In logic it is a mistake to assume that because one condition implies another (P → Q), that the truth (or falsity) of the second implies the truth (or falsity) of the first (Q → P). This is a formal fallacy called affirming the consequent or denying the antecedent. In order to express this symmetrical relation, we need to supply additional information. This is a discipline, and the tendency on the part of those who do not exercise it is one that I have begun to call biconditionalism.

In biology, however, the opposite appears to be true. Biological systems are biased toward symmetry and need extra information to break from it. For evidence of this phenomenon, consider the birth defects that occur in the extremities. Deformation of the hands, when it happens in certain places, tends toward either a lobster-like claw or an even number of fanned-out fingers, but nothing like the familiar and decidedly asymmetrical four fingers and a thumb.

To examine how this happens, we can think about an individual cell as running the same program over and over, to grow and divide, until it gets a message to do something different, like change into something else or retire itself. It's this process that gives shape to living things. But if a cell misses a message for whatever reason, it continues along in the wrong direction, just like missing an exit on a highway.

It's strange, though. Why does symmetry in logic work the opposite way from symmetry in us, the ones who invented it?

I wonder often if it's just a side effect of biological—and ultimately physical—parsimony. In other words, what if it's just so much more convenient to encode the symmetrical form in our brains and deviate selectively from it than the other way around—just like the process of the development of our bodies?

This question is itself an example of the utility of such a structure. We like logical biconditionals because they provide us with enormously powerful heuristics for reasoning, imagery and communication. You might know them by a more familiar name such as analogy or metaphor.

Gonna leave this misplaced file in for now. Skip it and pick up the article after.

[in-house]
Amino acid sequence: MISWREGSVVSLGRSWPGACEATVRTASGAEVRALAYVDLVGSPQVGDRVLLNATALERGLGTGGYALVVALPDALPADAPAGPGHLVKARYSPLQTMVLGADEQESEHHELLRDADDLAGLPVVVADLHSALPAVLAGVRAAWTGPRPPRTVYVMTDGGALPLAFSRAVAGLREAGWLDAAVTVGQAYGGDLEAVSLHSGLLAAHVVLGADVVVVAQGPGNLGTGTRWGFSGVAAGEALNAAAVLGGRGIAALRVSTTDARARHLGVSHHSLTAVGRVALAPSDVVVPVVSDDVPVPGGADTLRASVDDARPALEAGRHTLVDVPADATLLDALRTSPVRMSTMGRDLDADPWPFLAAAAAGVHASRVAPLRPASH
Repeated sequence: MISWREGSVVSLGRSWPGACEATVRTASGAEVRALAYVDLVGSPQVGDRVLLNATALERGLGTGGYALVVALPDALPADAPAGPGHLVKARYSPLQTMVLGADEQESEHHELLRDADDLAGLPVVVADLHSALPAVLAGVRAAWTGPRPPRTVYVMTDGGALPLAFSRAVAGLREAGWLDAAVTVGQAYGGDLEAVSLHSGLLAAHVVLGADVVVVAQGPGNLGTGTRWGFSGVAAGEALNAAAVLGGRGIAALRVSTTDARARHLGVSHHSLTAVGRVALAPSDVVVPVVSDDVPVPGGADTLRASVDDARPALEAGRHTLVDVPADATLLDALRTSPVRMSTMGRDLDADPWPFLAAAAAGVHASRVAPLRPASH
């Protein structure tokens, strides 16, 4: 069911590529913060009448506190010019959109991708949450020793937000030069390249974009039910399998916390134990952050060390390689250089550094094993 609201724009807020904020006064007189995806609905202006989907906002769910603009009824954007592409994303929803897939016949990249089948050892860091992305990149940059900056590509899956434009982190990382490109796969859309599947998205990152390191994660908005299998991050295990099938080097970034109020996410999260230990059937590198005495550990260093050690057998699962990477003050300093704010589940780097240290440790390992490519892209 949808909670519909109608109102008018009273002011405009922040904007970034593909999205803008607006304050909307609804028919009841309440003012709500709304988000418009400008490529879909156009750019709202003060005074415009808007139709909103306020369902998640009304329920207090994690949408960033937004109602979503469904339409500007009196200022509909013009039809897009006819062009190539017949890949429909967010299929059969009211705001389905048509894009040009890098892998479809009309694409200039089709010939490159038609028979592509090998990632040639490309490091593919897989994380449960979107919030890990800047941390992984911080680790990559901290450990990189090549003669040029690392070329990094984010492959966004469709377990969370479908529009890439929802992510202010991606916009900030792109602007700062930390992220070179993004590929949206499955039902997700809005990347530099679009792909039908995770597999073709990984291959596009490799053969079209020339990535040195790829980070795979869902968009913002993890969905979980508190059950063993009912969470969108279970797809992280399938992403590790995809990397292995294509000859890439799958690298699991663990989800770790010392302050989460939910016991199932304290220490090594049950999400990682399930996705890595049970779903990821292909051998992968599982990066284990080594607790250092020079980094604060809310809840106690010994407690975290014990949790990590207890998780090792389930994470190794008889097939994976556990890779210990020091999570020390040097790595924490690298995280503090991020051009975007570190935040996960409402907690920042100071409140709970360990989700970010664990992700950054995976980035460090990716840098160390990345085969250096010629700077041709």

The problem with analogies and metaphors, however, is that they aren't especially accurate. There are always edge cases. Where there's smoke, there's fire is a convenient rule to remember, but it won't apply to flames (like gas or chemical) that don't produce smoke. Nevertheless these constructs usually enable us to make quick and usually satisfactory, and therefore evolutionarily expedient, assessments of our environments.

When the rigour matters is when we really need to know what happened, like in science and forensics, and when we need to assert what ought to happen, like with public policy and technology. Screw up the logic in the wrong place and start a war, send the wrong person to prison or topple a skyscraper (assuming it could even be built in the first place). And that never happens, right?

I've been thinking about this idea because I've been considering our relationship, as humans and as mammals, with logic and with reason. The Enlightenment-age delusion of rationality as an ideal form seems finally to be wearing off. The verdict is that we're irrational, emotional creatures—and predictably so. Recent research suggests that even reasoning itself evolved as a rhetorical tool rather than a forensic one. If this is true, it would appear that logic is a mere side effect.

To this I'd like to add another animalistic intuition: logic works, or rather it demarcates the difference between works and doesn't work. If you create a system which is logically consistent, the only way it can behave unexpectedly is by interference from the outside. If you pick a durable enough medium, it is possible to preserve the reliable behaviour of the system indefinitely. In other words, solve a problem once and you'll have a solution that lasts forever, or at least as long as the problem does. Half-solve it and it'll be as if you never put any effort into solving it at all.

Perhaps when we contort ourselves into the straitjacket of logic, which is an extremely unnatural and costly process, we do it so we can take things with us when we crawl out. We exit logic's crystal palace and return to the mud puddle of primate intelligence carrying a gem that we can use over and over. Day to day, we don't have to worry about how it works, we just have to know that it works. It's only when we forget how to make more like it that we get into trouble.